To understand how fire extinguishers work, you need to understand a little about fire. Fire is a very rapid chemical reaction between oxygen and a combustible material, which results in the release of heat, light, flames, and smoke.
For fire to exist, the following four elements must be present at the same time:
Enough oxygen to sustain combustion,
Enough heat to raise the material to its ignition temperature,
Some sort of fuel or combustible material, and
The chemical reaction that is fire.
How a fire extinguisher works
Portable fire extinguishers apply an extinguishing agent that will either cool burning fuel, displace or remove oxygen, or stop the chemical reaction so a fire cannot continue to burn. When the handle of an extinguisher is compressed, agent is expelled out the nozzle.
All portable fire extinguishers must be approved by a nationally recognized testing laboratory to verify compliance with applicable standards. Equipment that passes the laboratory's tests are labeled and given an alpha-numeric classification based on the type and size of fire it will extinguish.
Types of fire extinguishers
Different types of fire extinguishers are designed to fight different types of fire. The three most common types of fire extinguishers are: air pressurized water, CO2 (carbon dioxide), and dry chemical. The following provides information regarding the type of fire and which fire extinguisher should be used.
Fires in paper, cloth, wood, rubber, and many plastics require a water type extinguisher labeled A.
Fires in oils, gasoline, some paints, lacquers, grease, solvents, and other flammable liquids require an extinguisher labeled B.
Fires in wiring, fuse boxes, energized electrical equipment, computers, and other electrical sources require an extinguisher labeled C.
Ordinary Combustibles, Flammable Liquids, or Electrical Equipment
Multi-purpose dry chemical is suitable for use on class A, B, and C.
Class D Metals
Fires involving powders, flakes or shavings of combustible metals such as magnesium, titanium, potassium, and sodium require special extinguishers labeled D.
Fires involving combustible cooking fluids such as oils and fats.
Note: Your present fire extinguishing equipment may not put out a fire involving vegetable oil in your deep fat fryer.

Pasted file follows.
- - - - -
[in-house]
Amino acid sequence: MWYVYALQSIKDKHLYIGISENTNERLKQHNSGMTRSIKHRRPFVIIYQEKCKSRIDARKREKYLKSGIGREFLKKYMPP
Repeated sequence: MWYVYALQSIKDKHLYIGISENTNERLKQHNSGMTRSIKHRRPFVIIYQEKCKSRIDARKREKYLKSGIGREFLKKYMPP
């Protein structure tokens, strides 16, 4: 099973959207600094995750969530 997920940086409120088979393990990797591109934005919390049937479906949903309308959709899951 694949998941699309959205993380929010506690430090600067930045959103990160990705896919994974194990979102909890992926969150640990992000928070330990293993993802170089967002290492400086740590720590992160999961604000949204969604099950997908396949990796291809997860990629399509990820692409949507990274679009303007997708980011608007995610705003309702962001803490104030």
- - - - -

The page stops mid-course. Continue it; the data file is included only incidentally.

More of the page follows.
Special considerations for fire extinguishers
Water - Air-pressurized water extinguishers (APW)
Water is one of the most commonly used extinguishing agents for type A fires. You can recognize an APW by its large silver container. They are filled about two-thirds of the way with ordinary water, then pressurized with air. In some cases, detergents are added to the water to produce a foam. They stand about two to three feet tall and weigh approximately 25 pounds when full.
APWs extinguish fire by cooling the surface of the fuel to remove the 'heat' element of the fire triangle.
APWs are designed for Class A (wood, paper, cloth, rubber, and certain plastics) fires only.
Never use water to extinguish flammable liquid fires. Water is extremely ineffective at extinguishing this type of fire and may make matters worse by the spreading the fire.
Never use water to extinguish an electrical fire. Water is a good conductor and may lead to electrocution if used to extinguish an electrical fire. Electrical equipment must be unplugged and/or de-energized before using a water extinguisher on an electrical fire.
CO2 or Dry Chemical - Carbon dioxide extinguishers
This type of extinguisher is filled with Carbon Dioxide (CO2), a non-flammable gas under extreme pressure. These extinguishers put out fires by displacing oxygen, or taking away the oxygen element of the fire triangle. Because of its high pressure, when you use this extinguisher pieces of dry ice shoot from the horn, which also has a cooling effect on the fire.
You can recognize this type of extinguisher by its hard horn and absent pressure gauge.
CO2 cylinders are red and range in size from five to 100 pounds or larger.
CO2 extinguishers are designed for Class B and C (flammable liquid and electrical) fires only.
CO2 is not recommended for Class A fires because they may continue to smolder and re-ignite after the CO2 dissipates.
Never use CO2 extinguishers in a confined space while people are present without proper respiratory protection.
Carbon dioxide extinguishers will frequently be found in industrial vehicles, mechanical rooms, offices, computer labs, and flammable liquid storage areas.
Multi-purpose - Dry chemical extinguishers
Dry chemical extinguishers put out fires by coating the fuel with a thin layer of fire retardant powder, separating the fuel from the oxygen. The powder also works to interrupt the chemical reaction, which makes these extinguishers extremely effective.
Dry chemical extinguishers are usually rated for class B and C fires and may be marked multiple purpose for use in A, B, and C fires. They contain an extinguishing agent and use a compressed, non-flammable gas as a propellant.
ABC fire extinguishers are red in color, and range in size from five pounds to 20 pounds.
Dry Chemical extinguishers will have a label indicating they may be used on class A, B, and/or C fires.
These extinguishers will be found in a variety of locations including: public hallways, laboratories, mechanical rooms, break rooms, chemical storage areas, offices, commercial vehicles, and other areas with flammable liquids.